• Thank you for this post! I feel like judgment can come from too many sources, and yeah, I'm probably spending a little more than a "budget" bride, but it's what works for me and my fiance. It's so hard too…I had to edit out about six disclaimers of why my budget is just…what it is for us. Why do I need to justify?

    I believe I'm being very practical about the choices I'm making, going about things in a rational way, and sometimes the more practical solution for me is to spend a little extra money and pay someone to do something.

  • Foshizz. Your wedding is practical and it's yours. Extremities on either end are not good and we shouldn't lose ourselves in the process.

  • Meg, ESB, thank you both. Seriously. I've been feeling guilty, like a bad little feminist, because we're spending more on our wedding. But you know what? We're having a wedding we really, really love that's about who we are. Priceless, dammit.

  • Meg, I think you should form a wedding club.

    Maybe out of wood.

    How you use it is completely up to you.

  • Meg

    I think I will. Perhaps I will use it whenever people say things like, "but you CAN'T have XXX and have a practical wedding. You CAN'T." And I might even share it with ESB, though goodness knows that might be dangerous.


  • Anonymous

    Thank you Thank you Thank you. I always feel badly about the budget of my wedding because it seems way too much compared to other "practical" ones. But the fact is, it would not be practical for us to have a cheap DIY wedding when we live 1200 miles from the venue and from our families and when I am working on my PhD and spending a third of my year in the field gathering data.

  • P.

    i very much enjoyed this and the post on ESB. can't we all just be happy and supportive of each other for finding LOVE and celebrating that fact, no matter what kind of party we decide to throw, or how much money we decide to spend?

    i started this wedding planning process wanting to have a "budget" wedding. after crunching our numbers recently, our final costs will probably tip us into what's considered an "average" wedding. but those terms mean jack to us because we are throwing a party that is immensely personal to us, true to what we love, planned in the most practical of ways to ensure that our money and our parents' generous contributions were used to the fullest, and that our friends, family, and guests would have a damn good time celebrating with us. because it's not just about US (though, yeah, it's kind of the reason we're having the wedding ;)), but it's about the happiness, love, and joy that's going to fill that room and you can't put a $ tag on that!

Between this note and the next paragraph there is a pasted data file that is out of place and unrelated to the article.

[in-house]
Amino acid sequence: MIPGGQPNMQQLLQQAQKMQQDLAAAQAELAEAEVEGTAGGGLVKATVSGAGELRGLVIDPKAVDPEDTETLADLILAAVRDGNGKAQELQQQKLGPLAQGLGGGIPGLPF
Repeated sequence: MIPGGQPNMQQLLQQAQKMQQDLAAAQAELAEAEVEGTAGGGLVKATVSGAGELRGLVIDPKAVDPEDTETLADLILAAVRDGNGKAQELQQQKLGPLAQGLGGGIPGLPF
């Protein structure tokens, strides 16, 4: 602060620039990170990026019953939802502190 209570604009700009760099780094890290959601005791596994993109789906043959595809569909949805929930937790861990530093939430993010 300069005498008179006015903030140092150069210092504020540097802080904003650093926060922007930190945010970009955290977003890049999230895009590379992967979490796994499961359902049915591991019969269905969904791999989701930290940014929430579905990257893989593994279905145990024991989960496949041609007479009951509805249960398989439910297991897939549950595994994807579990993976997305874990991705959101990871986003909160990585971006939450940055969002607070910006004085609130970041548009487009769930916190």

• LPC

    All I can say is, wait until you all enter the world of having children. You think the WIC is oppressive. Try the cultural expectations for the continuation of the species…

  • April

    LOVE this. Loved ESB's comments too.

    I beat myself up because I feel I'm spending to much.

    Then I beat myself up again because I think, "Why NOT spend the $$? We've worked hard and saved, and this is gonna be a fantastic celebration to remember."


    So, my mantra for the finance side of the wedding is, "More than some, less than the Royal Family's."

    And there ya go.

  • Meg

    Oh LPC,
    You think I don't spend time worrying about THAT? I might or might not already own a baby related domain name, because I *know* I'll need to vent then.

  • LPC: Oh, no worries there! Planning a wedding WITH children! Yep! Which makes trying to justify the expense of wedding planning that much more difficult. BUT, we want to be married. We want to have a wedding to make that happen. And that costs money. period. (true story: my man-friend proposed and I turned him down because, after ten years I thought it was "impractical". Thankfully, he's convinced me otherwise!)

  • Miss High Heels

    Whenever anyone tries to make me feel guilty over my supposed wedding spending I'm going to re-read this post and East Side Bride's post. Thank you for pointing out the obvious, that each couple's wedding budget is personal and should not be used to tear the happy couple apart.

  • Amen to you and ESB. The key at any budget is to balance what you can afford and what will make you happy. At the very beginning of our wedding planning, my partner and I had initially lowballed our budget, but after we priced out the things we really wanted — and experienced a little sticker shock — we looked at the things that would be meaningful to us (like our venue, which we have special memories of), and then looked at our finances, realized we were at a fortunate place in our lives to have some money that we were comfortable spending on this, and decided to go for it.

    Everyone's wedding is their own. It's easy to get caught up in comparing. Your title hits the nail on the head: your wedding, your budget.